In Other's Words

In Other's Words

In previous blogs I have suggested that when I’m at a loss for words— doesn’t happen often— I use the words of others. The act of messaging is quite satisfying. I am reading a book by friend and mentor, Johnny Allem, titled Say The Second Thing—That Comes Into Your Mind. This book is a “tool box” that supports the work and joy of recovery.  I know that recovery support for self and others is not a job but requires work. In describing his early days, Johnny writes about the tools of work. “In high school I learned to repair radios and appliances … my habit of respecting tools and keeping them in assigned places became very useful.” Ironically, my father also repaired radios and household appliances and had appropriate tools for the task. He wired houses during the depression and made all the electrical connections without the benefit of power tools.  I still have some of those tools, now 90 years old.  Johnny writes, “On my journey, I have come to realize that we are hard wired to belong to each other, to connect with each other and share a common spiritual calling.” I agree that we may be hard wired, but it is now a wireless world. Our wireless platform may well be fellowship.  

Though I am sensitive to political correctness, my “PCs” of today are to pursue connections, preserve connections, and protect connections.  “Cs” the day with action through Contact, Connection, Conversation, Communication, and Community—with Courage. In Johnny’s tool book, he has a chapter titled “Today Matters.” He writes, “Today is game day. It is the only time to put points on the board. When the measure of our lives is totaled, it will be our actions that count. Not our wishes, not our opinions, not our intentions.” 

I was privileged to be with Johnny Allem and Bill White in St Paul, Minnesota in 2001 when we and almost 200 others made a commitment to faces and voices proclaiming the reality of recovery. Bill White wrote and reflected on that occasion with a question: “How can addicted people experience hope when the legions of recovering people in this culture are not seen or heard?  Where is the proof that permanent recovery from addiction is possible?  We need a vanguard of recovering people to send an unequivocal message to those still drug enslaved that they can be free.  We need a vanguard willing to stand as the LIVING PROOF of that proposition….”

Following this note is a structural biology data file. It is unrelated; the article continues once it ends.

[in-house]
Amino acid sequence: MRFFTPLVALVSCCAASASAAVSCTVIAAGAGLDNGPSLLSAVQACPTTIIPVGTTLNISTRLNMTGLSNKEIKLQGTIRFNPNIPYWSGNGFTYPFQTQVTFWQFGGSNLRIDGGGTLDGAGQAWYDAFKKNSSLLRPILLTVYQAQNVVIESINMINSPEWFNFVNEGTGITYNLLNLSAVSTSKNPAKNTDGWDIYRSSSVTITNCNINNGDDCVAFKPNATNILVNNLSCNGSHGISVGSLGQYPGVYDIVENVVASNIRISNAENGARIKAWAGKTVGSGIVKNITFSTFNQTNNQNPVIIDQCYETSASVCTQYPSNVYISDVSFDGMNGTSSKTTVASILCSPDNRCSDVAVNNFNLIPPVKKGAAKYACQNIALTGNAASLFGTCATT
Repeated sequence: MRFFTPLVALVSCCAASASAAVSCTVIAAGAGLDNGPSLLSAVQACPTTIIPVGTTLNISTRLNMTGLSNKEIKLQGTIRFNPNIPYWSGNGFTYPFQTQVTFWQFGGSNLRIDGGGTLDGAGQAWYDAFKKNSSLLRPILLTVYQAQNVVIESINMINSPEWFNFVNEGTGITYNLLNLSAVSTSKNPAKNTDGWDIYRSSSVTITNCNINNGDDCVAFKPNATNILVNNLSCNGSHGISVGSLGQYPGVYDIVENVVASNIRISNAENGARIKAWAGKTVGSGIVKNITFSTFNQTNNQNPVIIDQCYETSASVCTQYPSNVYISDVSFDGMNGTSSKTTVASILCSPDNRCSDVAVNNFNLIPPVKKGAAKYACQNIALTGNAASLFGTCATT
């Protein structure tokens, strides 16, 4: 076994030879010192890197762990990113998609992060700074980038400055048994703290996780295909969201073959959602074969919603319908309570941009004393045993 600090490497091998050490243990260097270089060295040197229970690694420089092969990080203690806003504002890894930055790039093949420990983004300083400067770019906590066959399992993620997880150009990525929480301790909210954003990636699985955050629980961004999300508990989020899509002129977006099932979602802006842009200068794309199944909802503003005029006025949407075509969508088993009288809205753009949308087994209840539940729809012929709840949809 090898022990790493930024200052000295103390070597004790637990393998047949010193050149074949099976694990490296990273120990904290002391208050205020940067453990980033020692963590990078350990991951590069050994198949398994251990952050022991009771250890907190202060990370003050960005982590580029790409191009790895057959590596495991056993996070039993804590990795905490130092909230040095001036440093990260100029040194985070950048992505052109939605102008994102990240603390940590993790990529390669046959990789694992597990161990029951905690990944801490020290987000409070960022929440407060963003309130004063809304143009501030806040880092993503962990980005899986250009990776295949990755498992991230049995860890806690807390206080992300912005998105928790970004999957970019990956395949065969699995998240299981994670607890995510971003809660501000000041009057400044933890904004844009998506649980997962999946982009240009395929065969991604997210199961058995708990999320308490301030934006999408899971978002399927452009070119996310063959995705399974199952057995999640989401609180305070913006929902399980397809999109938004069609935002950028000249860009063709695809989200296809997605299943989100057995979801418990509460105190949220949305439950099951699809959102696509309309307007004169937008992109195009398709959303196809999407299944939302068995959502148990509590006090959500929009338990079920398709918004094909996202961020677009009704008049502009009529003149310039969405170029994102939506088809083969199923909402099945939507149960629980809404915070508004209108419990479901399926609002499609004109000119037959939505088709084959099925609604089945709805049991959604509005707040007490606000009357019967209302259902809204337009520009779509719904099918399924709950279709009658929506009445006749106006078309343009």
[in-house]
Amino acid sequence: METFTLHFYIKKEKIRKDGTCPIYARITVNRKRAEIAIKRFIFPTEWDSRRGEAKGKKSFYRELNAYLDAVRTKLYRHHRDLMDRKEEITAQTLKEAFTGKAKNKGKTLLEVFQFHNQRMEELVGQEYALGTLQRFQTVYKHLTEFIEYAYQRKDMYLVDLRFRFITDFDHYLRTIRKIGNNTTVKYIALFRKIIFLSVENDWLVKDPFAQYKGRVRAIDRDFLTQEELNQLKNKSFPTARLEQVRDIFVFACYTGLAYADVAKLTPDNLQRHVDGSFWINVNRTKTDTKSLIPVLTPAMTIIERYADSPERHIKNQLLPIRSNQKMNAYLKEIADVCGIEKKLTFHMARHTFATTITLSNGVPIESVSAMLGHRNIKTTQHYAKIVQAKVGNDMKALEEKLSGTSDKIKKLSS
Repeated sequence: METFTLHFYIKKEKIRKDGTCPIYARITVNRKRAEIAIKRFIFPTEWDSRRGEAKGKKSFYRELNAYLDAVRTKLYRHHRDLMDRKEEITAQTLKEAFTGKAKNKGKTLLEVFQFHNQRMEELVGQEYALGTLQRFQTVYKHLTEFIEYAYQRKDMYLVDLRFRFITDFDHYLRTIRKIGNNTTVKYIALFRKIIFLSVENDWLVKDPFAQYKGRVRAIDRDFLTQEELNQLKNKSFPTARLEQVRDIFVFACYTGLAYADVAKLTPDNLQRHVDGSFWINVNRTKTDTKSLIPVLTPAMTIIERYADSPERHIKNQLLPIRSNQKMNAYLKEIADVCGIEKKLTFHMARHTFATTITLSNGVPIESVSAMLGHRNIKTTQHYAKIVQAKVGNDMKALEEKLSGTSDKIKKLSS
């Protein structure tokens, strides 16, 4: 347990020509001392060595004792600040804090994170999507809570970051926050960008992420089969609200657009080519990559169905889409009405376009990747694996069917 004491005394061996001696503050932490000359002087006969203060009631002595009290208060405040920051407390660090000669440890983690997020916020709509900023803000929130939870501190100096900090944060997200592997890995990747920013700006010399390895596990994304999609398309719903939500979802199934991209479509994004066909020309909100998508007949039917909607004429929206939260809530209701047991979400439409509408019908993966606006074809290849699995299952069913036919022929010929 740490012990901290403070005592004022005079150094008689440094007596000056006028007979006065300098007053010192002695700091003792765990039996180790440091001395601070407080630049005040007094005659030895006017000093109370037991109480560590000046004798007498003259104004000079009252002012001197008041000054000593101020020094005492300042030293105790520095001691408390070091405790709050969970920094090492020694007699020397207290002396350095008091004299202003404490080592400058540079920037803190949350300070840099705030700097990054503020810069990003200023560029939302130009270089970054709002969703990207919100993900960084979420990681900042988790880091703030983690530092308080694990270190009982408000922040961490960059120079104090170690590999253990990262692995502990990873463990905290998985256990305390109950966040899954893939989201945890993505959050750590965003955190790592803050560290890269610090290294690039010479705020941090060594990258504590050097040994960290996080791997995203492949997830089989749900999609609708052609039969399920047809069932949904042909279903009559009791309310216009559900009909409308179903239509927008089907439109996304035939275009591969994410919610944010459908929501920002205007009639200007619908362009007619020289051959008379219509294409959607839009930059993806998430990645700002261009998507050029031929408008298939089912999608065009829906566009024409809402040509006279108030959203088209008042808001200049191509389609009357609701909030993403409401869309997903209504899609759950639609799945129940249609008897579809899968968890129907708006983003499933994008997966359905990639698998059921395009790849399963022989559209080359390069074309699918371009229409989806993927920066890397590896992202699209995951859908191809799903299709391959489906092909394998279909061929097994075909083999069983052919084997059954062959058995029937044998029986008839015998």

Bill wrote in a more recent blog, “Those words were shared in 2001 in the belief that contact strategies, even more than education and protest strategies, would be crucial to dismantling the stigma attached to addiction recovery.  We still believe that, and, needless to say, we are delighted to see research confirming the power of recovery disclosure as a strategy for social change.  What would be the state of LGBT quality of life in the U.S. if all members of that community had remained hidden in the closet these past decades?”  Early in the life of Faces and Voices of Recovery, a now large and growing recovery movement, I spoke to an audience at a reunion of alumni of a treatment center. Many were in recovery, along with family members. I spoke of the courage of those in the LBGT community who came out and came up to overcome stigma and discrimination and gained the power of purpose and presence for millions. Afterwards, a woman approached me and with a passionate plea asked. “Mr. Karst, when do we have our own ribbon? “ Symbols are great but nothing beats the power of story.  As I referenced earlier, Bill White spoke of the importance of a “contact strategy” and we have learned, though not related to athleticism, recovery support is certainly a contact sport.  

Johnny Allem was the 2016 recipient of the William L. White Lifetime Achievement Award of Faces & Voices of Recovery. He pioneered Recovery Ambassadorship. His book should be sought at local bookstores and is available on the Faces & Voices webstore HERE . Bill White is a well-known author of a multitude of papers and several books. He is a regular contributor to the Faces & Voices of Recovery blog site. I’m grateful for the words from these significant others for the messages.  

Merlyn Karst

Recovery Advocate, Denver, Colorado

Founding Board Member, Faces & Voices of Recovery